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Sept. 29, 2023

RNAO’s ongoing media profile: The September 2023 report

media profile

This month, RNAO was featured in media stories related to the Ontario Ombudsman’s report about long-term care (LTC) home inspections, retro pay for nurses at Toronto’s Hospital for Sick Children (SickKids), the Global March to End Fossil Fuels, the ongoing need to retain nurses in this province and protests against for-profit care.

A report issued by the Ontario Ombudsman on Sept. 7 found that the province’s LTC inspection system was overwhelmed during the first wave of the COVID-19 pandemic. Some LTC homes went as long as three months without inspections. Thousands of residents died in LTC homes between March 2020 and April 2022, as well as 13 staff members. RNAO CEO Dr. Doris Grinspun told the Hamilton Spectator (Sept. 9) that the provincial government must own up to its lack of preparedness to ensure that this never happens again. “It's the period that all of us want to forget,” said Grinspun. “But we cannot forget. We should not forget.” On 580 CFRA (Sept. 7), Grinspun said, “We need to have these inspections. The inspections need to be unannounced because otherwise it’s just a show.”

On Sept. 14, SickKids announced its plan to provide retro pay to nurses who worked at the hospital while Bill 124 was still in effect. Initially, the hospital said that it would only provide this payment to employees who are still working at SickKids. Grinspun told CP24 (Sept. 14) that she didn’t understand this rationale. “Yes, those nurses are not unionized but they worked during the heat of the pandemic…some of them even have PTSD because of the pandemic and the tremendous pressures on staffing that they had at the hospital,” Grinspun said. SickKids has since reversed its decision and said it will ensure that employees past and present receive compensation.

On Sept. 16, people gathered at Queen’s Park in Toronto to participate in the Global March to End Fossil Fuels. RNAO President Dr. Claudette Holloway and President-Elect Lhamo Dolkar attended along with the co-chair of the Ontario Nurses for the Environment Interest Group, Josalyn Radcliffe. Holloway told Radio-Canada (Sept. 16) that the smoke from wildfires this past summer, connected to global warming, caused health issues. “I had extreme breathing problems, and many others did too. And we have a lot of people with chronic illnesses who are even more affected,” said Holloway. The federal and provincial governments must develop a science-based plan to address the climate emergency. Sign and share RNAO’s Action Alert.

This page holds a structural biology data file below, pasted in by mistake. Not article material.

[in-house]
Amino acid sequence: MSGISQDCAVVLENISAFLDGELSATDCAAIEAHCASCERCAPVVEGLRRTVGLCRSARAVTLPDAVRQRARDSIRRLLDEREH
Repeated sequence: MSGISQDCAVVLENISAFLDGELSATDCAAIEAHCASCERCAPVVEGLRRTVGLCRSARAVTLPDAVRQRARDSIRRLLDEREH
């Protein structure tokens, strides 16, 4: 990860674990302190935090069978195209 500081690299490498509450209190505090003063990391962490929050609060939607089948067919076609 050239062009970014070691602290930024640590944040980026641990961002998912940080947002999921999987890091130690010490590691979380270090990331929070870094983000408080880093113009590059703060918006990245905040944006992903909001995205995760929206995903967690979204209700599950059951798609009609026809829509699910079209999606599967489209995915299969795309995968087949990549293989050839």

Nurses continue to leave Ontario to pursue job opportunities in other parts of Canada and the U.S. On 580 CFRA (Sept. 19), Holloway said to retain and recruit nurses in Ontario, they “need fair compensation (and) full-time employment that provides them with benefits.” She also added that nurses need to have fair workloads and feel supported, which are recommendations outlined in RNAO’s Nursing Career Pathways report.

On Sept. 25 and 26, protests were held at Queen’s Park against the expansion of for-profit care delivery in Ontario. Additional protests were also held in Thunder Bay, Dryden and Algoma. Holloway told Zoomer Radio  (Sept. 26) that RNAO “strongly protests the move to for-profit care. We know that non-profit care is more economical and gets better results.” Grinpsun, who spoke on the second day of the protest, told CTV News (Sept. 26) that hospitals should let “those who work in ORs and recovery rooms to operate after hours in a not-for-profit basis – that’s the solution.” Add your voice to RNAO’s call by signing the following Action Alert: Stop the move to for-profit health care, premier!

RNAO will continue to speak out alongside its members on topics related to nursing and health. Stay up-to-date on media coverage by regularly visiting RNAO in the news. Are you a member interested in speaking to reporters? Compete our short survey and a member of our communications team will be in touch.